William Blake wrote, ‘The Chimney Sweeper,’ as his cry against society. After being a witness to the appalling conditions the climbing boys experienced in London society during the French revolution. Blake was able to expose the tragedies of the young lives that lived during that time period; ‘The Chimney Sweeper,’ received public attention resulting in slight improvement of the 1788 Chimney Sweepers’ Act (Mellown 2). Blake’s poem both of Song of Innocence and Songs of Experience conflict the different states of the human soul through articulate literature techniques such as rhyme scheme, the voice of the speaker, and many other effective devices.
Blake was able to unite the central themes of the Romantic period: childhood and the impact of the industrial Revolution (Norton 1). During this time period the children had the choice of life or death, but the fear of death would always be haunting them (Freedman 1). As Freedman states the reader is given two predicaments of how each situation would be perceived, a child’s language is not adequate to make such sense of sorrow. Songs of Innocence, the child speaker is unable to comprehend completely of the world he wakes up in. The innocent has no way of understanding which is more frightening than that of the state of Experience. Songs of Experience, the speaker knows of his position and he angrily betrays society because of his knowledge. The speaker, “directs his anger at the organized religion of the church,” weaving a fictional twinge of happiness that the boy is satisfied with living instead of suffering (Freedman).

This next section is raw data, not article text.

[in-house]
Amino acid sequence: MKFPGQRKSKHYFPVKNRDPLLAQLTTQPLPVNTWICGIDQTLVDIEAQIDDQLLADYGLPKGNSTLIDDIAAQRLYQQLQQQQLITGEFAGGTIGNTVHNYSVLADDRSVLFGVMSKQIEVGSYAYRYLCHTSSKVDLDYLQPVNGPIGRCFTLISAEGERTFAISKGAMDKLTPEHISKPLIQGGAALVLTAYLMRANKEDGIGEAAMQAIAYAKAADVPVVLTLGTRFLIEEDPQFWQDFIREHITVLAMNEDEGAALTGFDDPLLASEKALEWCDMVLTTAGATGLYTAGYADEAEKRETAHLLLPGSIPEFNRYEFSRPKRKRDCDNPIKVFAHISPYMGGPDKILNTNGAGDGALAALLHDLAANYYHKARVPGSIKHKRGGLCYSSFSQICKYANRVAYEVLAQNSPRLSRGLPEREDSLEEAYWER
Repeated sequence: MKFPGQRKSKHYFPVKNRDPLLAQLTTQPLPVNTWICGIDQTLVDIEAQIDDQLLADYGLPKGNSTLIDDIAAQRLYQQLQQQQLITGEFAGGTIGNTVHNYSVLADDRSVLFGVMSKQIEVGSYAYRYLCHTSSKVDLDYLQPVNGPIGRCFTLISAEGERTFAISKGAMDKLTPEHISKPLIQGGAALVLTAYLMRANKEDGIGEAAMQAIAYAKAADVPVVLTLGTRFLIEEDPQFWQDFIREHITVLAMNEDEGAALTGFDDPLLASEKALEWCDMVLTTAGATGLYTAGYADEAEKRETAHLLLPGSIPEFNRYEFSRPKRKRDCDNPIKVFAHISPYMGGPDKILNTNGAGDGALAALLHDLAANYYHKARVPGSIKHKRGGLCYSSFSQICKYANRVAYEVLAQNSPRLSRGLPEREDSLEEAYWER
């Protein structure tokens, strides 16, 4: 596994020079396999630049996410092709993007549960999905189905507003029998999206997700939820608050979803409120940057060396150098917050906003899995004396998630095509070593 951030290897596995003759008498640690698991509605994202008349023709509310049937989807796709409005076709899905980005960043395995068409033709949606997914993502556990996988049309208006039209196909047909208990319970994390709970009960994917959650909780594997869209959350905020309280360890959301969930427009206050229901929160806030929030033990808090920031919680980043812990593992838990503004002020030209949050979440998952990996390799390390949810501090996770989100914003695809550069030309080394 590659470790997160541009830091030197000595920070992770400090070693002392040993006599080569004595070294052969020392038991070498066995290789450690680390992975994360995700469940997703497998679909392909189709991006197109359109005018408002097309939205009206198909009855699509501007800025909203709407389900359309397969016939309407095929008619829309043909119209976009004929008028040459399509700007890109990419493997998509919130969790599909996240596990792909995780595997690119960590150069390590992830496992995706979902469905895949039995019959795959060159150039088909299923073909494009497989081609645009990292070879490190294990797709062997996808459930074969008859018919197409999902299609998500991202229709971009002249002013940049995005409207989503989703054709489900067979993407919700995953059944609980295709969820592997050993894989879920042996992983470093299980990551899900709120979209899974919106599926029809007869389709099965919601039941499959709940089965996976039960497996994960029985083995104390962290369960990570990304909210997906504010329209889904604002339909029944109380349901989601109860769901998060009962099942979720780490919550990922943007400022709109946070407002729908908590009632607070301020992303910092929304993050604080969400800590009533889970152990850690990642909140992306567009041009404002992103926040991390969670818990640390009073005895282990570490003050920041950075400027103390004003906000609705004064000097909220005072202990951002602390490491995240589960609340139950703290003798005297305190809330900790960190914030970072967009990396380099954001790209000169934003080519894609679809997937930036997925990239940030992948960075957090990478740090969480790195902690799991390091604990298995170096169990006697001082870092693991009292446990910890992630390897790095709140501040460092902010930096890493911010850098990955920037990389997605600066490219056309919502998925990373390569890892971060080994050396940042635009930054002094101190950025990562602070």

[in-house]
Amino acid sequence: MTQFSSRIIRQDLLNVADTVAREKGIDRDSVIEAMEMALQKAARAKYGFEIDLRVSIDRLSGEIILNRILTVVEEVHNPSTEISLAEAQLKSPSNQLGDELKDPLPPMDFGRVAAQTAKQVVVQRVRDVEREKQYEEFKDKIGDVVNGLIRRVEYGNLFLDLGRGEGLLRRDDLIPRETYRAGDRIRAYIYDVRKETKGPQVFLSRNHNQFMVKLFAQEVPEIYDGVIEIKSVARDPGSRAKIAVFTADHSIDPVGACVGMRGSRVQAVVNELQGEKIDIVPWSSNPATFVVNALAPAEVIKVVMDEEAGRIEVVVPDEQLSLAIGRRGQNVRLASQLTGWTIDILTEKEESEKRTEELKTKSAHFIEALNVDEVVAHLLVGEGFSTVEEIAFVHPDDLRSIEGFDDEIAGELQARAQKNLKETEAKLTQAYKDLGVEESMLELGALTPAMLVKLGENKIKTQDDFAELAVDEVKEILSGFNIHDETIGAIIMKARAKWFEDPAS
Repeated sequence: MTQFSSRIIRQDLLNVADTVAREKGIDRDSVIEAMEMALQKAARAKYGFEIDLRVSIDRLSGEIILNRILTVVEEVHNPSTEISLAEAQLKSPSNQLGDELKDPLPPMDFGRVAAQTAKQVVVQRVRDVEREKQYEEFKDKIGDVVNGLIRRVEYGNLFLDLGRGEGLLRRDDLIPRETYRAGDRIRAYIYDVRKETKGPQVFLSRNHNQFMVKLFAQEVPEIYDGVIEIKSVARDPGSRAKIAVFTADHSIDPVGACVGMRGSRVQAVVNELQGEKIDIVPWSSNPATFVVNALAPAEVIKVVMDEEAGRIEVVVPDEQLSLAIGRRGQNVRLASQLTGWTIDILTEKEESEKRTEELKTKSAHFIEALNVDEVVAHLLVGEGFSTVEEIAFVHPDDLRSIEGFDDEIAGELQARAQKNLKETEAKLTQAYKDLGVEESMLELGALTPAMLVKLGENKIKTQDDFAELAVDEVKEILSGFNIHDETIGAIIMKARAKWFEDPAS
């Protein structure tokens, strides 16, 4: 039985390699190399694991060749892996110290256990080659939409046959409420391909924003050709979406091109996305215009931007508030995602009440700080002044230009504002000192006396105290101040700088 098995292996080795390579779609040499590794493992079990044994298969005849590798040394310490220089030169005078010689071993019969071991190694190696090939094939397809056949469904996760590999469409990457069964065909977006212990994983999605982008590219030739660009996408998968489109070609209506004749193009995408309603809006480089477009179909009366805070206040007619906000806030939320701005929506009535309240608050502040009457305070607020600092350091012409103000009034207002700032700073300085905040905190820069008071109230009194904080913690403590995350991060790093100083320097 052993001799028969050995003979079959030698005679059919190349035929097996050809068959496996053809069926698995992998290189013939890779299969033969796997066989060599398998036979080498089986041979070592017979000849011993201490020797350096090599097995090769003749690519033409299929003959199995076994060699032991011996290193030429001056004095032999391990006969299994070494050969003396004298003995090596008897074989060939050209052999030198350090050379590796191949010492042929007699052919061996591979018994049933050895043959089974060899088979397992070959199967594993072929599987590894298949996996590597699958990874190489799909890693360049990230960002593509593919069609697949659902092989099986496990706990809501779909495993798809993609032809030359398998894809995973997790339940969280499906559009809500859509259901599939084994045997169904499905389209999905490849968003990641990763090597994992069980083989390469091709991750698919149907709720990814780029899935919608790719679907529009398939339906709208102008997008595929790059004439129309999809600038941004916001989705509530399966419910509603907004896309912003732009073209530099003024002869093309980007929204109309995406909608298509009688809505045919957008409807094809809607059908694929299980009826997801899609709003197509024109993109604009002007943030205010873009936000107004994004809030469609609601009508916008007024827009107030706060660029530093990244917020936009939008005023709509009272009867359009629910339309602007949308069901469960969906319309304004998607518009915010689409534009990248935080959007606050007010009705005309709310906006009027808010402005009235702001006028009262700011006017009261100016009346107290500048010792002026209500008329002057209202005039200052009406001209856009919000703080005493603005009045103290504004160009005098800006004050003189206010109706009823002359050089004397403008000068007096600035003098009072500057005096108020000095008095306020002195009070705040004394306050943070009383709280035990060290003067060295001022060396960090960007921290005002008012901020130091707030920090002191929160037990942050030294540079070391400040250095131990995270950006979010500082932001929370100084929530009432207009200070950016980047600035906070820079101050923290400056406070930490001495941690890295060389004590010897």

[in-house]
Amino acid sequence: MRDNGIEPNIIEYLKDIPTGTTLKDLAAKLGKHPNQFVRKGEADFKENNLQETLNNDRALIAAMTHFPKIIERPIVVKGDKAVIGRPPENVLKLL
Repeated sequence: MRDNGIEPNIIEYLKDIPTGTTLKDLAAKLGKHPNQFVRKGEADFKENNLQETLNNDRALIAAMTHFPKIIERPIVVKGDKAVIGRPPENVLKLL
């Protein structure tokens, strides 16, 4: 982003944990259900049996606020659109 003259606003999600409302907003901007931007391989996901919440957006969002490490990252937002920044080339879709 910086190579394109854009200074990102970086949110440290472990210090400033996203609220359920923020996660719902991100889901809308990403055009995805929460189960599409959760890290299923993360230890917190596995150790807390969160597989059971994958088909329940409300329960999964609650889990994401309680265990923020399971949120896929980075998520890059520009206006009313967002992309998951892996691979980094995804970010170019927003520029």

The sweeps are innocent victims of the cruelest exploitation associating with the smoke of the industrialization (Norton). The soot that covers them day to day, th...
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...s taken when they completely understand the world they wake up in. The world is a tough place. We all possess are own demons that dress us in, “clothes of death.” But it’s up to us to decide if we should blame society and sing of woe or wake up like Tom Dacre each morning with a smile because we are all one day closer to the very presence that haunts us.
Freedman, Linda. "Blake 's Two Chimney Sweepers." Discovering Literature: Romantics and Victorians. The British Library. Web. 03 Apr. 2016. .
Mellown, Muriel. "Literary Criticism: “The Chimney Sweeper” (1794)." Masterplots II: Poetry, Revised Edition (2002): 1-3. Literary Reference Center, 12 May 2014. Web. 03 Apr. 2016. .
Norton, George. "William Blake 's Chimney Sweeper Poems: A Close Reading." Discovering Literature: Romantics and Victorians. The British Library. Web. 03 Apr. 2016. .
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